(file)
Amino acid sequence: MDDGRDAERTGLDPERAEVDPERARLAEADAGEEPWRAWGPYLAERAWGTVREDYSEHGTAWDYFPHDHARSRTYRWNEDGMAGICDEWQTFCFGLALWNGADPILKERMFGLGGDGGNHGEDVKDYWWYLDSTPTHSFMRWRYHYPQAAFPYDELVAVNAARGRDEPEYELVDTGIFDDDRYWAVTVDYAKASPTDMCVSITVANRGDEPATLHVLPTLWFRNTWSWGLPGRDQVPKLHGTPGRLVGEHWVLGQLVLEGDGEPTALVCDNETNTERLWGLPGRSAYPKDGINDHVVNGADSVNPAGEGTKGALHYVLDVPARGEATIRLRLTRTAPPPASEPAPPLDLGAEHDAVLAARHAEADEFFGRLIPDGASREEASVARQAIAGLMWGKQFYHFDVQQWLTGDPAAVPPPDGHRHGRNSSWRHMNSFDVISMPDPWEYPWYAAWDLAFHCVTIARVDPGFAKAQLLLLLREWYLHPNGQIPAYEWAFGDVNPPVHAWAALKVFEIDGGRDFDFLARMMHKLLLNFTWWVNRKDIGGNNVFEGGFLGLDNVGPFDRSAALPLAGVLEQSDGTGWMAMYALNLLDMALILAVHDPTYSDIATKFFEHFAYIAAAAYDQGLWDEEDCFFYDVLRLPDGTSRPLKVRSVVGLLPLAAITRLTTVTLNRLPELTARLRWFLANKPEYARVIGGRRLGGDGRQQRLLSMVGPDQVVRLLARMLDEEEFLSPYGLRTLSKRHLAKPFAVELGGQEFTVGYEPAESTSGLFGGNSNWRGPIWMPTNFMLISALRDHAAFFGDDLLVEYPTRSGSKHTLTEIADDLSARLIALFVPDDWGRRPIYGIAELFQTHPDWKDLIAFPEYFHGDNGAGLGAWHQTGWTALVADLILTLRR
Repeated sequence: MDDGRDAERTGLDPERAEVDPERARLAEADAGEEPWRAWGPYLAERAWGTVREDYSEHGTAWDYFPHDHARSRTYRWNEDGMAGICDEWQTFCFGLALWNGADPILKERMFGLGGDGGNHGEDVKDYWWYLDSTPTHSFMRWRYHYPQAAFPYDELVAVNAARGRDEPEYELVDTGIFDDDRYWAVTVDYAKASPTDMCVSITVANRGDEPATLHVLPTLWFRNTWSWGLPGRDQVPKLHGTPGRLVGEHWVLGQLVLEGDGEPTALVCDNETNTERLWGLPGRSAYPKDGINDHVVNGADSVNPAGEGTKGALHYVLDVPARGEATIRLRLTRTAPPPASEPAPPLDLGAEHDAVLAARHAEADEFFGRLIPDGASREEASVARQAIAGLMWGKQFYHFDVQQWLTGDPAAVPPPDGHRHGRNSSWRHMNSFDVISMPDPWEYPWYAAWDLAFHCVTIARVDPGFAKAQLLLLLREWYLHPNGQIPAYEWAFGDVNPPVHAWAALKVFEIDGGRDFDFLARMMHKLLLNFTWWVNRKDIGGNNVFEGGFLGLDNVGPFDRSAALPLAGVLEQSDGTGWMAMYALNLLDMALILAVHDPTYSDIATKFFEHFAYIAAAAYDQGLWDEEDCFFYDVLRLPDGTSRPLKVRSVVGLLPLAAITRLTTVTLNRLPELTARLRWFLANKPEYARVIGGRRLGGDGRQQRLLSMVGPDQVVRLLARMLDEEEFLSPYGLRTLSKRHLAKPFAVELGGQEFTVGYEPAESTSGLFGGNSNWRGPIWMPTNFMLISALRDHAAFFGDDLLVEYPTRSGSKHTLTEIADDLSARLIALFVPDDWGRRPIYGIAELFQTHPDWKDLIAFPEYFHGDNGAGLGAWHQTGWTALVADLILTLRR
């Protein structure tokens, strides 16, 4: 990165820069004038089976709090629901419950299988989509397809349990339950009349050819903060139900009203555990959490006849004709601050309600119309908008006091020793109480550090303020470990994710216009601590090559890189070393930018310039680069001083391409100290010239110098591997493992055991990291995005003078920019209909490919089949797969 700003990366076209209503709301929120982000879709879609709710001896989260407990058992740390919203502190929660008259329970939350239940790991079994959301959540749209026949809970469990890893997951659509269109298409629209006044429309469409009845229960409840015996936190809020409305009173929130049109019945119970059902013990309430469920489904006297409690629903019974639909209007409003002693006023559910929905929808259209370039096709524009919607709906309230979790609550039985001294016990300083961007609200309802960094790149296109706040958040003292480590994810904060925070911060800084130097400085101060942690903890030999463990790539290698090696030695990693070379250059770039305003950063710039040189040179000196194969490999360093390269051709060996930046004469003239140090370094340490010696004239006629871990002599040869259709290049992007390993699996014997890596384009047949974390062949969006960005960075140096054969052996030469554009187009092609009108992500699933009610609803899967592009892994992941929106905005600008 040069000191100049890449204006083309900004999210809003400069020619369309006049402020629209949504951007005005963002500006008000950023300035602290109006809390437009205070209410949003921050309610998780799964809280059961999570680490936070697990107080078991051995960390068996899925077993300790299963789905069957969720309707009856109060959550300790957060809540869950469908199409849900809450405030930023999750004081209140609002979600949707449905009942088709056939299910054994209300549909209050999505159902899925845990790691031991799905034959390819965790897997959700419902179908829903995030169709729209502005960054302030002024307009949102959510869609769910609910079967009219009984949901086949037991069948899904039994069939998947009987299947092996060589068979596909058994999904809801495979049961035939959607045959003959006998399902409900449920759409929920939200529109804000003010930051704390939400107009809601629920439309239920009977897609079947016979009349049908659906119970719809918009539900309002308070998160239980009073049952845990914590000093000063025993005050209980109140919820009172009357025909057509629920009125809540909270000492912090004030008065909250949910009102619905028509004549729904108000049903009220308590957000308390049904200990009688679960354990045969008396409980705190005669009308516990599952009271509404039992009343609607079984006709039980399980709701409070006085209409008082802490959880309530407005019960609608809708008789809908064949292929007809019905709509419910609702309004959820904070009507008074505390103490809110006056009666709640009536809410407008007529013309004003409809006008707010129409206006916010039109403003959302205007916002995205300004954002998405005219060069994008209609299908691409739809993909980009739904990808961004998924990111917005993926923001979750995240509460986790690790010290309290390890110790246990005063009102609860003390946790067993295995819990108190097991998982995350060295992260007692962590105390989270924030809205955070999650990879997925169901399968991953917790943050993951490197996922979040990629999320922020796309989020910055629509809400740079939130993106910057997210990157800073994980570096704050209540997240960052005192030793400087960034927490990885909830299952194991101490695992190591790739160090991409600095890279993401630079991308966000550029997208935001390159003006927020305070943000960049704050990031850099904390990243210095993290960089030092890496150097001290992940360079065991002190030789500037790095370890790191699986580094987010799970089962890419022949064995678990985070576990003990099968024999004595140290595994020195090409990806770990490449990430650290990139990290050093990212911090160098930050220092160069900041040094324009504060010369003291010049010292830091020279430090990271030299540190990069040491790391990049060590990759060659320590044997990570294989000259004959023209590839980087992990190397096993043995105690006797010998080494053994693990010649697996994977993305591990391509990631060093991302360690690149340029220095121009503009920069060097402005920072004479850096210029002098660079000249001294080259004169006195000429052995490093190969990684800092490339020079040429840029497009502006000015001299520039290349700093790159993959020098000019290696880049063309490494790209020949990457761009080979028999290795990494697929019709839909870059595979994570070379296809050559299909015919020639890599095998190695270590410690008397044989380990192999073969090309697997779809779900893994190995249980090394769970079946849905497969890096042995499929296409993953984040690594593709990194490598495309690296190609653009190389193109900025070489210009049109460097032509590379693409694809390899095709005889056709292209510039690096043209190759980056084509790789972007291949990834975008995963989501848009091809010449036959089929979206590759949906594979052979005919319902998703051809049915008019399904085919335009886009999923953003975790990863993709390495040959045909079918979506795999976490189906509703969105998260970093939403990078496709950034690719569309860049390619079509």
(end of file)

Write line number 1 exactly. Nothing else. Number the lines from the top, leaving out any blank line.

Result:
Amino acid sequence: MDDGRDAERTGLDPERAEVDPERARLAEADAGEEPWRAWGPYLAERAWGTVREDYSEHGTAWDYFPHDHARSRTYRWNEDGMAGICDEWQTFCFGLALWNGADPILKERMFGLGGDGGNHGEDVKDYWWYLDSTPTHSFMRWRYHYPQAAFPYDELVAVNAARGRDEPEYELVDTGIFDDDRYWAVTVDYAKASPTDMCVSITVANRGDEPATLHVLPTLWFRNTWSWGLPGRDQVPKLHGTPGRLVGEHWVLGQLVLEGDGEPTALVCDNETNTERLWGLPGRSAYPKDGINDHVVNGADSVNPAGEGTKGALHYVLDVPARGEATIRLRLTRTAPPPASEPAPPLDLGAEHDAVLAARHAEADEFFGRLIPDGASREEASVARQAIAGLMWGKQFYHFDVQQWLTGDPAAVPPPDGHRHGRNSSWRHMNSFDVISMPDPWEYPWYAAWDLAFHCVTIARVDPGFAKAQLLLLLREWYLHPNGQIPAYEWAFGDVNPPVHAWAALKVFEIDGGRDFDFLARMMHKLLLNFTWWVNRKDIGGNNVFEGGFLGLDNVGPFDRSAALPLAGVLEQSDGTGWMAMYALNLLDMALILAVHDPTYSDIATKFFEHFAYIAAAAYDQGLWDEEDCFFYDVLRLPDGTSRPLKVRSVVGLLPLAAITRLTTVTLNRLPELTARLRWFLANKPEYARVIGGRRLGGDGRQQRLLSMVGPDQVVRLLARMLDEEEFLSPYGLRTLSKRHLAKPFAVELGGQEFTVGYEPAESTSGLFGGNSNWRGPIWMPTNFMLISALRDHAAFFGDDLLVEYPTRSGSKHTLTEIADDLSARLIALFVPDDWGRRPIYGIAELFQTHPDWKDLIAFPEYFHGDNGAGLGAWHQTGWTALVADLILTLRR